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A Solvable Crisis: Student Debt Solutions in America

For decades, attending college has been a cultural backbone and societal standard. Having a degree has become a requirement to qualify for many jobs across the employment landscape of the United States.

Between 2020 to 2030, undergraduate enrollment is predicted to increase by 8%. These potential increases reflect the American expectation to pursue higher education. Students enroll in universities and secondary schools in order to set themselves on an upward trajectory toward joining the workforce. However, a majority of these students will face the most common and pervasive obstacle to graduating with a degree: paying tuition.

Education is expensive. Many students have to take out loans to be able to complete their degrees. Fifty-five percent of the students enrolled in public undergraduate institutions have student loans. This statistic climbs even higher for private schools, rising to 57%. The student debt crisis, thus, affects a large majority of Americans, and leaves an even deeper impression on marginalized communities.

Black students are more likely to take out student loans, and also have a harder time paying them back. The economic impacts on Black borrowers are vast, ranging from reduced credit scores to an inability to develop generational wealth. This perpetuates a cycle of economic distress, counteracting many positives that pursuing higher education may offer.

With an abundance of adverse outcomes to taking out student loans, a question arises: how can the debt crisis be solved equitably?

The United States has remained in constant discussion about what approach to this issue is the right one. Partial debt forgiveness has been recognized as a realistic option. Most recently, President Biden announced his plan to forgive $10,000 in student loans for families earning less than $125,000 per year. This effort—though a definite stride in the right direction—is not enough to halt the debt crisis.

Partial forgiveness does not account for the disparities between Black and white borrowers. Four years after graduation, Black borrowers on average owe $53,000, which is nearly double the cost white borrowers pay. The Education Data Initiative recorded that Black borrowers have more student debt than their median annual incomes, significantly impacting their ability to accumulate wealth over time through assets such as buying a home, starting businesses, and making investments.

With a slower payoff of these debts, Black Americans face significant economic damages that further wealth disparities. Partial debt forgiveness is not enough to provide financial relief to Black borrowers or to prevent future generations of Black students from undergoing the same fate. However, the United States must build upon existing forgiveness plans in order to achieve national financial relief.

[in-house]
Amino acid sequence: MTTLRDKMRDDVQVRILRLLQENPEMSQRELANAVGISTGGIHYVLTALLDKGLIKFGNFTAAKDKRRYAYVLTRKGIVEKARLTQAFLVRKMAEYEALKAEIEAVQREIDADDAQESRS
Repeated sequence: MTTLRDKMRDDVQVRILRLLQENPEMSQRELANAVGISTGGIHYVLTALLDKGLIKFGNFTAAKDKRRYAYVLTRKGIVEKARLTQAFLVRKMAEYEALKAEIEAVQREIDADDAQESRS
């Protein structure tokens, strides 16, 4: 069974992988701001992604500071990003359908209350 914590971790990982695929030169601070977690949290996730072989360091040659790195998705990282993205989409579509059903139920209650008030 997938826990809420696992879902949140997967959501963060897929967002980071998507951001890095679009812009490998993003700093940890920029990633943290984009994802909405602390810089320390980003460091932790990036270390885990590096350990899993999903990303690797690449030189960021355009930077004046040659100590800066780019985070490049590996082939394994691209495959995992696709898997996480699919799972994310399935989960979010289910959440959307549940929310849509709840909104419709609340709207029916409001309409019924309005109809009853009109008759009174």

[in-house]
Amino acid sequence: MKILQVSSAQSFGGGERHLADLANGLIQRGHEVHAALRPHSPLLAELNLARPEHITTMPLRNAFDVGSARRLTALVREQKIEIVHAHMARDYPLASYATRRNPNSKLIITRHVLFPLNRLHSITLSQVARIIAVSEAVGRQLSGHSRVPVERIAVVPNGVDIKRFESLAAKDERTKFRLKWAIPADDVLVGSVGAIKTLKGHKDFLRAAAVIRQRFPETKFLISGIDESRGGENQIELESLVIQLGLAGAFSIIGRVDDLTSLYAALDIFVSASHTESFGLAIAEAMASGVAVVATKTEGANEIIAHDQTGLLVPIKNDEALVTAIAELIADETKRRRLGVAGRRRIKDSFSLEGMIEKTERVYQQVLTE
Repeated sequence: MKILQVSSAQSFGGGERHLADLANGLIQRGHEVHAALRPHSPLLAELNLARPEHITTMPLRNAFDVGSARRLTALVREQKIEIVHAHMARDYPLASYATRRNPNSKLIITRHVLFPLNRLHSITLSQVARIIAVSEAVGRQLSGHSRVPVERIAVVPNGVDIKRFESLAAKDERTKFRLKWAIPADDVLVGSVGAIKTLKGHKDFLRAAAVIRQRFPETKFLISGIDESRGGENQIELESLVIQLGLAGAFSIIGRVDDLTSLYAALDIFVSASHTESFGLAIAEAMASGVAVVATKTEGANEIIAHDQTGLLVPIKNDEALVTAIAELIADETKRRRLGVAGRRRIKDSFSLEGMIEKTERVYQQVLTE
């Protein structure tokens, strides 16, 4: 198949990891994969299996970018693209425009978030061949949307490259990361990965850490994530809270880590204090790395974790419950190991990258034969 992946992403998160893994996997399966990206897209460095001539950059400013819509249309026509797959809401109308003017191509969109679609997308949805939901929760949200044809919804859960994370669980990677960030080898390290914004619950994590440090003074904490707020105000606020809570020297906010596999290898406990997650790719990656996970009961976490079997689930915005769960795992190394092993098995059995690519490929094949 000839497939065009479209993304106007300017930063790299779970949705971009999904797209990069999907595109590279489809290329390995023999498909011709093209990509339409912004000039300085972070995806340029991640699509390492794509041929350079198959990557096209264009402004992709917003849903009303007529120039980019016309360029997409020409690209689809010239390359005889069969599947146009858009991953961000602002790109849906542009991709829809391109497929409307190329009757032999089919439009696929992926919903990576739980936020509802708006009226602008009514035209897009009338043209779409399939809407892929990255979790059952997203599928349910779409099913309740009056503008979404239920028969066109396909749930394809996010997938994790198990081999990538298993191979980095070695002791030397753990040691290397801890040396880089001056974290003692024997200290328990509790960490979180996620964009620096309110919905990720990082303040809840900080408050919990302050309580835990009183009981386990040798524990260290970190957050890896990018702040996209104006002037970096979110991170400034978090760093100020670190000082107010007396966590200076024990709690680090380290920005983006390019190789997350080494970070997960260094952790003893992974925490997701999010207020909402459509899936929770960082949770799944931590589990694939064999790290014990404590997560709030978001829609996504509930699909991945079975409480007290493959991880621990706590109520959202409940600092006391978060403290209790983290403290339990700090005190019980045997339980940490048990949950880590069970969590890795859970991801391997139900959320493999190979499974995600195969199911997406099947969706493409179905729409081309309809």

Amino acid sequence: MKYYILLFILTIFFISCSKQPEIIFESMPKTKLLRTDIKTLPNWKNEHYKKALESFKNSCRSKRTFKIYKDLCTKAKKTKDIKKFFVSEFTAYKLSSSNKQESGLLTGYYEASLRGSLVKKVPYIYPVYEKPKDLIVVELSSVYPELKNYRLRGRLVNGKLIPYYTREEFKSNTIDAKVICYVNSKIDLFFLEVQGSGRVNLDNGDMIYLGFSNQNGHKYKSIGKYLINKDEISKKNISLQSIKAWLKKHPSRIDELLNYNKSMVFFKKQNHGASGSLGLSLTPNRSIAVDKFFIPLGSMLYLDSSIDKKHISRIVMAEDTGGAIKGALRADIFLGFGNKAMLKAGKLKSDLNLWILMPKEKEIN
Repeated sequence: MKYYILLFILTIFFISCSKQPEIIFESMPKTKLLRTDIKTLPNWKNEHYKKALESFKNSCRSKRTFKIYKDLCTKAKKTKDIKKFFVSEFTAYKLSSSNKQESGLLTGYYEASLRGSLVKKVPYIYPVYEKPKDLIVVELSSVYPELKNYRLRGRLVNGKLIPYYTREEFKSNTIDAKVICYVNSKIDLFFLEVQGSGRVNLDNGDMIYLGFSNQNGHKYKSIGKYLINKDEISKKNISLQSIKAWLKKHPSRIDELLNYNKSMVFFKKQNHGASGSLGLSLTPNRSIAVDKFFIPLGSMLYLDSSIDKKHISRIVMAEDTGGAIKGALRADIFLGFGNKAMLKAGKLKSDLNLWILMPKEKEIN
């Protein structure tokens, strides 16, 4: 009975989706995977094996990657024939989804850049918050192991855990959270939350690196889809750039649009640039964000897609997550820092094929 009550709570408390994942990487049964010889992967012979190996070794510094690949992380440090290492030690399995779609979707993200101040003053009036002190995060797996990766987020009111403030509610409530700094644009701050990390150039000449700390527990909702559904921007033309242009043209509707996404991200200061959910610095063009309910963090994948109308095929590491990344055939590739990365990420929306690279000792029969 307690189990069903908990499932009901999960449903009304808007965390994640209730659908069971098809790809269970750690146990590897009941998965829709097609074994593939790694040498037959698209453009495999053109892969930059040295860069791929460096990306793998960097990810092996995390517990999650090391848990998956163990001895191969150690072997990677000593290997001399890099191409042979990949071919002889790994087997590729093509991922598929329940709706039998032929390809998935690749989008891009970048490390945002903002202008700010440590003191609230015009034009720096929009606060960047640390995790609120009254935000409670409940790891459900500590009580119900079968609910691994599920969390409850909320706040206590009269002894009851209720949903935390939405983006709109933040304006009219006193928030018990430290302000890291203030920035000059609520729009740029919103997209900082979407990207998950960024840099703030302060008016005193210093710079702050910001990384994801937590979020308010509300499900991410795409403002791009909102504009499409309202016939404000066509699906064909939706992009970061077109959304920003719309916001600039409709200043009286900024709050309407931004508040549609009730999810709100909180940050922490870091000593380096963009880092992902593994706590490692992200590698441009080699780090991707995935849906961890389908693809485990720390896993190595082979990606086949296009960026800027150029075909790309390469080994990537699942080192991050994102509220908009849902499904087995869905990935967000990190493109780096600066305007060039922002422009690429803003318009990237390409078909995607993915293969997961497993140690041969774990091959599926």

Acknowledging that free college will not become widely accessible in the near future, larger cancellations of student debt are the best and most inclusive option. Governmental officials such as Elizabeth Warren have backed increasing forgiveness plans to $50,000. This increase, as discovered in 2019, would eliminate around 93% of Black student debt. Ideally, full debt cancellation would eliminate the debt crisis completely; however it is not a solution that is realistic, given present deliberations. Instead, it serves as a final destination on the road to equitable education.

Another beneficial route is trade school. Trade schools allow for the exploration and development of specific trade-related skills and work experience, making the transition into the workforce less time consuming. Career paths range from construction all the way to the arts. However, a lack of support from for-profit institutions leads many low-income—specifically Black—students deeper into poverty. According to Megan Holland and Stefanie Deluca,

“When youth with little career preparation entered into narrowly focused and costly programs, it was difficult…once they realized they did not like their trade…were unqualified for it, or…the field lacked jobs. Some…adapted by switching programs or attempting multiple credentials, but most ended up…acquiring not credentials but more debt along the way.”

Low-income students rely on these schools to build connections and experience for their future careers, so it can lead to poor career outcomes when the cost of schooling pushes them out of their programs. To make this path accessible for all attendees, more non-profit and subsidized vocational school options are necessary.

A life unrestricted by student debt is possible, if the country continues to prioritize debt forgiveness and subsidized schooling. Free from debt, marginalized individuals will be able to build their credit, collect assets, and create generational wealth. This will greatly leverage future generations, allowing them to escape generational poverty and access new opportunities.

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